A Day at SBS
It was a brilliantly sunny morning the day I began my one week long internship at SBS TV News: much to my ignorance for the pouring rain that was to come for the rest of the week. But I think it was an accurate reflection of what it was like to work for a big television channel. It was an amazing experience, something almost all journalists aspire to. I know, some may say that their aim is to be a written journalist , radio or TV journalist. But your decision should remain open until you witness all three.
A day at SBS would usually begin with a coffee and awaiting the editors to accumulate the news for the journalists to prepare for that nights 6.30 news. The news usually trickles in the night before, and with communication lines open to all the differing bureaus around the country, the mornings are spent organising each separate story for that night. A meeting is held at 10am between all the editors to present all the stories to be included in that nights bulletin, to the Chief of News. These include the obvious news stories (during the week that ranged from battles in Libya and Ivory Coast, Immigration issues, The fallout from new polls on the PM, and so on), sports news, entertainment, and online.
Each journalist then moves to working on that one news story, whether international or local. Local news was, for an intern, a little more exciting because it meant that I was able to go out with a cameraman, to the site of the issue and film the segments to go out that night. These were the brilliant bits of my day, because it meant I got to go out and about and meet a range of different people. The people I met varied wildly throughout the week, from Shadow Minister, Malcolm Turnbull, Former Judge, Michael Kirby, author AJ Brown, Chef Matt Moran, to Chief Executive of the NRL, David Gallop, Chief executive of the Sydney Roosters, Steve Noyce and Immigration Minister, Chris Bowen. I could watch on behind the cameras as some squirmed under the spotlight, some robotically responded to questions and some just seemed to be excited to be receiving the attention.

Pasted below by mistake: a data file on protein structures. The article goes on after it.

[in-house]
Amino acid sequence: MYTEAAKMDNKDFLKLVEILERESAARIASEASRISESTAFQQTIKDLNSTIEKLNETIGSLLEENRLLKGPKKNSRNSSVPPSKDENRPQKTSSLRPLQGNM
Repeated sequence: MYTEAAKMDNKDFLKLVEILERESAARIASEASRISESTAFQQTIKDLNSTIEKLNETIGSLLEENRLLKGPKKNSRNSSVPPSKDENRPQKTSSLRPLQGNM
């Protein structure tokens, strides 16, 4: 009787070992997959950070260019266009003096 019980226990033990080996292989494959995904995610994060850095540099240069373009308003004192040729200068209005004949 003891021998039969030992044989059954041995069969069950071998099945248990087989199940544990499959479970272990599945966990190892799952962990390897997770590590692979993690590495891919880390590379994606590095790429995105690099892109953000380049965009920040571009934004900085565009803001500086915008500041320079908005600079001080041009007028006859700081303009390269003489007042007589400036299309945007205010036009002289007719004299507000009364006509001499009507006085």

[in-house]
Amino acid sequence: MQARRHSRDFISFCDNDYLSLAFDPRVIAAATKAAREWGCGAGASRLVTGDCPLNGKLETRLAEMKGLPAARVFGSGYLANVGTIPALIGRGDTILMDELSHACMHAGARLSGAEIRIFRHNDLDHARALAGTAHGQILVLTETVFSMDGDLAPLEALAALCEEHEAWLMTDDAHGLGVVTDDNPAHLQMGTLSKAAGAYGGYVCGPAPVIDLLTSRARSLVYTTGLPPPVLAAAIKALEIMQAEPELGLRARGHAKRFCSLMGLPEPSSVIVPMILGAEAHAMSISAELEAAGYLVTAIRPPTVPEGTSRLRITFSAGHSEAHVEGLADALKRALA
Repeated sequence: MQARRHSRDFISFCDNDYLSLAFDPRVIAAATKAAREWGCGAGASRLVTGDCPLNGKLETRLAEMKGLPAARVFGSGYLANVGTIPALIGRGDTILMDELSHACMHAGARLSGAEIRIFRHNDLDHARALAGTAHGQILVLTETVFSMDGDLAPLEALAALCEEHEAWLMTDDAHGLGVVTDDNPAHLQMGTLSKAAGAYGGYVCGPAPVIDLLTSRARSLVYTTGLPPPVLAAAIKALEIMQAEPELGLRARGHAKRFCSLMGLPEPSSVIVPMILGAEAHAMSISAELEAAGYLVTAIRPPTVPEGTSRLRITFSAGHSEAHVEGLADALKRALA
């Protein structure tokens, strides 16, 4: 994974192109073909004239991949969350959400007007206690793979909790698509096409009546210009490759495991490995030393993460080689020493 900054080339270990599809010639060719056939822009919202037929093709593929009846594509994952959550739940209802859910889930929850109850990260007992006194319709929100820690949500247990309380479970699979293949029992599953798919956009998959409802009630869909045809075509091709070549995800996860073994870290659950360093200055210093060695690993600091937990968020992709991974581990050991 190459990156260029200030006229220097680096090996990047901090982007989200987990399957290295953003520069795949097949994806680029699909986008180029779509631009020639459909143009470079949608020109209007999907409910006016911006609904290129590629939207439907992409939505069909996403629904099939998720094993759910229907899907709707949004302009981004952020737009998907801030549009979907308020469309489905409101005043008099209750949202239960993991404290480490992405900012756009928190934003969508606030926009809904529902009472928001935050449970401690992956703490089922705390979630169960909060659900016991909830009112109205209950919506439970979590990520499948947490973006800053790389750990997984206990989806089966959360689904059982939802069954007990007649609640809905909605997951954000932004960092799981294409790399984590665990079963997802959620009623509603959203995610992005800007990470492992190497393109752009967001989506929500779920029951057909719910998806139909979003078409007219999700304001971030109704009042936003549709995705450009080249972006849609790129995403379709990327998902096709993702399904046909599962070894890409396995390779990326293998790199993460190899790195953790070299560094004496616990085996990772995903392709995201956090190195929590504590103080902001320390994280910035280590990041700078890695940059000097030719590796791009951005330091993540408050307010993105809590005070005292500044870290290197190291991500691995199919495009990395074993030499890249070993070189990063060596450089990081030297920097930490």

Once the interviews with these people were done, an angle must be found to the day’s events. An example would be, when attending the NRL’s launch of their “Dream, Believe, Achieve” program for high schoolers, the journalist with me decided to take a positive spin on the story, in contrast to the issue surrounding Roosters playmaker Todd Carney’s court problems, with his sentence coincidentally being handed down that very day. The journalist made sure to cover that issue, filming a segment in front of the Roosters headquarters. It was fascinating to watch.
After our daily adventures, we would back at the office. The journalists would usually proceed to write up a script to go over the footage, and attempt to refine all the footage into a two minute package for the night’s news. That process usually could be smooth sailing if there is very little footage, however when reporting on an international issue, as many of the journalists had to do that week, there was an overwhelming amount of footage to sift through and edit. Coming from the many news wires SBS has subscribed to, there would normally be an immense amount of footage of issues from rebels fighting, to international speeches, protests and ministers comments. Taking all that and producing a good, flowing story would normally take all day, making up for the fact that we did not need to leave with a cameraman.
Finally, after all the footage is shot, the script is recorded in a high tech sound booth that looked too complicated for me, but was still fascinating to use. The recording is then dubbed over the footage, with tweaks made here and there, before the story is perfected and ready for that night. From there, almost everyone in the office stayed back to watch the news, seeing their hard work come to fruition.
I have to say, working at SBS has been one of the best experiences I’ve had uni so far. It was exciting, fast paced, on the ball with the latest news, as well as being chock full of larger than life characters. I can’t say I will ever forget it, unless one day I get to return as a full-fledged journalist. One day.